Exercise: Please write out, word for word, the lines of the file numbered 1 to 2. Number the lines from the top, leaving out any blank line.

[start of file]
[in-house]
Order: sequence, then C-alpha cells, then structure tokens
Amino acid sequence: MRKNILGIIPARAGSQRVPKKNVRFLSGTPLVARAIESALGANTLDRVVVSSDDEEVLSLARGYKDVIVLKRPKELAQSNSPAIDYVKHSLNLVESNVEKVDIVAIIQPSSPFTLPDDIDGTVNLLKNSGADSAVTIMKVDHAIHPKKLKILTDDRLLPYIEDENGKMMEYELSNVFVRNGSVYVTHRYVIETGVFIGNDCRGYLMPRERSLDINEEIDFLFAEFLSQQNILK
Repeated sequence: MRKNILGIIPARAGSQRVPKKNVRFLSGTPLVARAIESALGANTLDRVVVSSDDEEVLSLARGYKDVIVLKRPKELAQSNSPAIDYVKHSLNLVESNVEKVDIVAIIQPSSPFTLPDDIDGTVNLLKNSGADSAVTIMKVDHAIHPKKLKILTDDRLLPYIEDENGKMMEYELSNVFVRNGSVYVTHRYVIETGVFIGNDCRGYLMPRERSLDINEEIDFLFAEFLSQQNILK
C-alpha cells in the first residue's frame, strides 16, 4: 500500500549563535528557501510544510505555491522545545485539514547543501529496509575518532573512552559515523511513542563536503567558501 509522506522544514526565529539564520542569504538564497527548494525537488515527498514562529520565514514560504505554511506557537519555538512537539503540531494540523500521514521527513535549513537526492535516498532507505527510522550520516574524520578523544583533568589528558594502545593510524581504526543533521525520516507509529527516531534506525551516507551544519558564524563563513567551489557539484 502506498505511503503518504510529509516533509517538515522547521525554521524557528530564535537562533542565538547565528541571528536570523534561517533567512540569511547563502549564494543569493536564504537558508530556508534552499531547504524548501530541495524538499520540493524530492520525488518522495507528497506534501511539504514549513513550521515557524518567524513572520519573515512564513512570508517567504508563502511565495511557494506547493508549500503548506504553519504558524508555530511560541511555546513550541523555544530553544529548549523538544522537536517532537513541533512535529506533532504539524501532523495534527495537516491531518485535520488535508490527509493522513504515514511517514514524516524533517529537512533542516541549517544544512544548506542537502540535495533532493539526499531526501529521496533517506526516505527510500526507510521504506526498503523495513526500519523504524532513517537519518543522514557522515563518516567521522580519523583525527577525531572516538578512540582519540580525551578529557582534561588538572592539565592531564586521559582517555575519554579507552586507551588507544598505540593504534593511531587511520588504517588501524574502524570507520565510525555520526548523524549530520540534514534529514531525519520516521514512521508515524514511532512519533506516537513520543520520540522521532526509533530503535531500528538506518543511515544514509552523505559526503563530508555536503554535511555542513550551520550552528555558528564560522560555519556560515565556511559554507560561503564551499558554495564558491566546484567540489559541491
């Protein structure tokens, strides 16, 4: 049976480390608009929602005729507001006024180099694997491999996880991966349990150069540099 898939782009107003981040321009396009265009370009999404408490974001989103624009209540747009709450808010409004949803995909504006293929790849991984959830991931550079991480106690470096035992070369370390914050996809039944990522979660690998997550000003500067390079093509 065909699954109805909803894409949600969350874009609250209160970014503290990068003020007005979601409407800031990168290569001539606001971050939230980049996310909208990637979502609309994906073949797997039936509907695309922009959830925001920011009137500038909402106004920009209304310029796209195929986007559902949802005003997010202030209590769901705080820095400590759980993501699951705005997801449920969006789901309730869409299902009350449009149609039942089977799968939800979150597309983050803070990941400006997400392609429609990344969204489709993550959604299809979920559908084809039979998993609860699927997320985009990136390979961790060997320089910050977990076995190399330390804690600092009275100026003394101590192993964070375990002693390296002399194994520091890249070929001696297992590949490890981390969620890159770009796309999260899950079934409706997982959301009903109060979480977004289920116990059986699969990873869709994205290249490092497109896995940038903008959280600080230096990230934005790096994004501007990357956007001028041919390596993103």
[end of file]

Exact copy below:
[in-house]
Order: sequence, then C-alpha cells, then structure tokens